An article by Karen Dineen Wagner, M.D., PhD in the February, 2016 Psychiatric Times summarizes the connection between bullying, depression and suicidal impulses in children and adolescents. Dr. Wagner reported that Hamm and colleagues [JAMA Pediatrics 2015;169] found that 23% of a large sample of 12-18 year olds reported being cyber bullied. The bullying took the form of name-calling, insults, circulating pictures, and spreading gossip and rumors.  They also found that relationship issues preceded the bullying.  The bullied adolescents reported being withdrawn, having lower self-esteem, problems with family relationships, poorer grades, more school behavior problems as well as increased rates of depression and suicidal impulses.  Dr. Wagner also summarized findings from Bowes et al. [BMJ2015;350] who looked at the relationship of being bullied at age 13 and depression at age 18 in a cohort of 6719 adolescents in the United Kingdom. 10% of these adolescents reported frequent bullying at age 13.  The more frequent the bullying the more depression with the rate being 14.8% for frequent bullying and 7.1% for occasional bullying and 5.5% for those who said they were not bullied.  Almost 1/3 of the risk of depression at age 18 was related to bullying.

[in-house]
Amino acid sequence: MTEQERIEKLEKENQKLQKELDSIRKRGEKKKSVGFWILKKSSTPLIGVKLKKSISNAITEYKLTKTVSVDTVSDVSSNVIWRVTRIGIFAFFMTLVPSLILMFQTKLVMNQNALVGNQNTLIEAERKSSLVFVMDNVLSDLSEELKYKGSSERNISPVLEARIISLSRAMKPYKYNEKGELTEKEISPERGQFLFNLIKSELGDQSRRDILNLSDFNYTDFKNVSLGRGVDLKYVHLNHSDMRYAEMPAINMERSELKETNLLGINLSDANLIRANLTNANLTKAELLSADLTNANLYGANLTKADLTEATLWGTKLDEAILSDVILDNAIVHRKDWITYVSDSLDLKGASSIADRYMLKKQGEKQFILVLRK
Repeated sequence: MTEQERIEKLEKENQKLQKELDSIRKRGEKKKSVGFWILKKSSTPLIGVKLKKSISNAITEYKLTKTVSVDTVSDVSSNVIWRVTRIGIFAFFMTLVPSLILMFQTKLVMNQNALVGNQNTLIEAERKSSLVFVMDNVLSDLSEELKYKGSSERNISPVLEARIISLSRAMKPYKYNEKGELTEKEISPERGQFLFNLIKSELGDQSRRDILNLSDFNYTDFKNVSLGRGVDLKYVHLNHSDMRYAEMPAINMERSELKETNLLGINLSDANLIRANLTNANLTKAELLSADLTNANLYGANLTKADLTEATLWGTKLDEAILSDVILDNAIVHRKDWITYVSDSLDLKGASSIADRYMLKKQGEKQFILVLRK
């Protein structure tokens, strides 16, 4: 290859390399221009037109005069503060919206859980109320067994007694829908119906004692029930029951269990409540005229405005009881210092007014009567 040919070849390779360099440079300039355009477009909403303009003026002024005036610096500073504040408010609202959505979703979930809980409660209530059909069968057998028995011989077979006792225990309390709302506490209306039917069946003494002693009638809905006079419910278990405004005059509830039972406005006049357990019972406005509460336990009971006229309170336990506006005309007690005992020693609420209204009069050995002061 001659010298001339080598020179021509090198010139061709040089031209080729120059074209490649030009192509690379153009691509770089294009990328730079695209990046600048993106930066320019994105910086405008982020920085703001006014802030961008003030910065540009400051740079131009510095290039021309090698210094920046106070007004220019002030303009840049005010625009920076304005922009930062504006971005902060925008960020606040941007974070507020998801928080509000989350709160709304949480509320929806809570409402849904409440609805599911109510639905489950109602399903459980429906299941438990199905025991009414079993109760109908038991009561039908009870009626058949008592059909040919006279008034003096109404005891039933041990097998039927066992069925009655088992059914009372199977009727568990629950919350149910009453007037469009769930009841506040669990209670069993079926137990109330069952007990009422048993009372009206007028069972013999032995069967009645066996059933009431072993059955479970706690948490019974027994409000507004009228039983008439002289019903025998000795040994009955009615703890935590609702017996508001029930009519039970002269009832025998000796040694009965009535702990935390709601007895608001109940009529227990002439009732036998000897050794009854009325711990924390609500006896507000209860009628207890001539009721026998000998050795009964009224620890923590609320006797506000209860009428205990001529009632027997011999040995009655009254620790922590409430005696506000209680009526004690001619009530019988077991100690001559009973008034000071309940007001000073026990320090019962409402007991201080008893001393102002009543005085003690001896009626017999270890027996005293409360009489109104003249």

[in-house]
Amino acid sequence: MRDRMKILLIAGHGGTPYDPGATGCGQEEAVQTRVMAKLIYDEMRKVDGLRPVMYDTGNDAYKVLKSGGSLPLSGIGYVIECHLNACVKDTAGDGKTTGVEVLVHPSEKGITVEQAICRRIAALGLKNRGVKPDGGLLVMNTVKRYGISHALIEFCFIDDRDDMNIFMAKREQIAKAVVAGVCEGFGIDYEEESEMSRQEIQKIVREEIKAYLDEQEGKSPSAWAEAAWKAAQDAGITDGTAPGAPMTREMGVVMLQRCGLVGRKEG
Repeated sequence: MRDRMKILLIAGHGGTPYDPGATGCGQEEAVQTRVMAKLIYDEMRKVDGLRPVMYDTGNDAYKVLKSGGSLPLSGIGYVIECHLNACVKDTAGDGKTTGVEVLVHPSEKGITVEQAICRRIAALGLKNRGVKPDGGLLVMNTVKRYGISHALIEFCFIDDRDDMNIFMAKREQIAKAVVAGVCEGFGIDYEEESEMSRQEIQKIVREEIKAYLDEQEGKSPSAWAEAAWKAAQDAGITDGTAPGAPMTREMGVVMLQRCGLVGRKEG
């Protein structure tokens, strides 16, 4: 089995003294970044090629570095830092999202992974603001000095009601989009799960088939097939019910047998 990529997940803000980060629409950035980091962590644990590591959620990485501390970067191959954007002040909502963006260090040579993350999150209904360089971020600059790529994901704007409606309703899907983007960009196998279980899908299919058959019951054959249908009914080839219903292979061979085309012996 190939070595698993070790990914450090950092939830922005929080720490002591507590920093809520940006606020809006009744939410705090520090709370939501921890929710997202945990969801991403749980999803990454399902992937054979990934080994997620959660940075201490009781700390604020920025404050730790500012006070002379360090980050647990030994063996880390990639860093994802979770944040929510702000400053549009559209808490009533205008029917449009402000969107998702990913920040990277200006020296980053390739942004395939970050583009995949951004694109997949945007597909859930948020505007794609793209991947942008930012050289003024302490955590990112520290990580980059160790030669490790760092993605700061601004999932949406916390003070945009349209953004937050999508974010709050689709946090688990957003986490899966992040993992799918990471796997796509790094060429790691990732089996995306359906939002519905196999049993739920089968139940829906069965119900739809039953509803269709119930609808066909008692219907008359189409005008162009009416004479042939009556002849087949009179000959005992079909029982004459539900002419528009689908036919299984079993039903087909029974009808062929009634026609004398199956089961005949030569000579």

So, what can our adolescents do to cope with the impact of being bullied?  Sibold et al. [JAACAP 2015;54] evaluated the impact of exercising on rates of sadness, suicidal ideation and suicide attempts.  They found that bullied adolescents who reported exercising 4 or more days per week were 23% less likely to have suicidal ideation or attempts.  So it appears that frequent exercising lowers the stress associated with being bullied. It is possible that exercising helps by allowing the bullied person to stop thinking about being bullied as well as feel less stressed during the exercise [endorphins?] and likely for a period of time afterward.  It is one way to get away from the reminders of being bullied.  What else can help? Not continuing to be exposed to the bullying can help.  It may not be possible to remove the adolescent from the bullying and some professionals feel that it is better for the adolescent to face their abusers and learn to not take it personally. However, in my experience, the ability to manage this happens later in treatment.  I have found that it important for the bullied adolescent to have breaks from exposure to the bullying before they will be able to learn to face their abusers directly, without being re-traumatized.  It is also important for adolescents who are being bullied to give themselves permission to avoid the stress and not criticize themselves for avoiding stressful situations. Also, to reduce their stress reactions it is extremely important for the bullied adolescents not to allow themselves to feel responsible for others nor to judge themselves harshly. Feeling responsible for others is a message to their brains that things are dangerous and that they are taking on this impossible responsibility to avoid things getting worse.  For them to have the ability to be calm and to clear their mind of worries is an important skill to develop and one that is being taught as mindfulness practices to elementary age children in their schools across the country.  Being able to calm one's mind is critical to being able to choose to think about their abusers while remaining calm, reassuring themselves that they no longer need to fear their past traumatic experiences.  Finally, having a professional relationship where there is trust and support allows them to develop other coping skills and keeps alive the possibility of curing the adolescent's PTSD.